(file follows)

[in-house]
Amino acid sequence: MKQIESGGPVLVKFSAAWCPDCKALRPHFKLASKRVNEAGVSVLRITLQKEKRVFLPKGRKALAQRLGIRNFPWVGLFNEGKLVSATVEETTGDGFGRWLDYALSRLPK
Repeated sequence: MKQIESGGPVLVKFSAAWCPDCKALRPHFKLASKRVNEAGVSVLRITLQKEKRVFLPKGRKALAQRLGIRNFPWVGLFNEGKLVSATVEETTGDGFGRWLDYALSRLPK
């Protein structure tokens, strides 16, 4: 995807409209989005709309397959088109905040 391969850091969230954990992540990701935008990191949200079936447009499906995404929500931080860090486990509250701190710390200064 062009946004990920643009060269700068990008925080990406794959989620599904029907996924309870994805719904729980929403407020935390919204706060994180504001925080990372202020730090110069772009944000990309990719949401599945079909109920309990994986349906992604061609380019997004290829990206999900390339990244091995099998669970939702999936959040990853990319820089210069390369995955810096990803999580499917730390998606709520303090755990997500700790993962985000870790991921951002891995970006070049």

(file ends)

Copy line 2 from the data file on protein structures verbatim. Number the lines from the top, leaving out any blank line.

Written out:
Amino acid sequence: MKQIESGGPVLVKFSAAWCPDCKALRPHFKLASKRVNEAGVSVLRITLQKEKRVFLPKGRKALAQRLGIRNFPWVGLFNEGKLVSATVEETTGDGFGRWLDYALSRLPK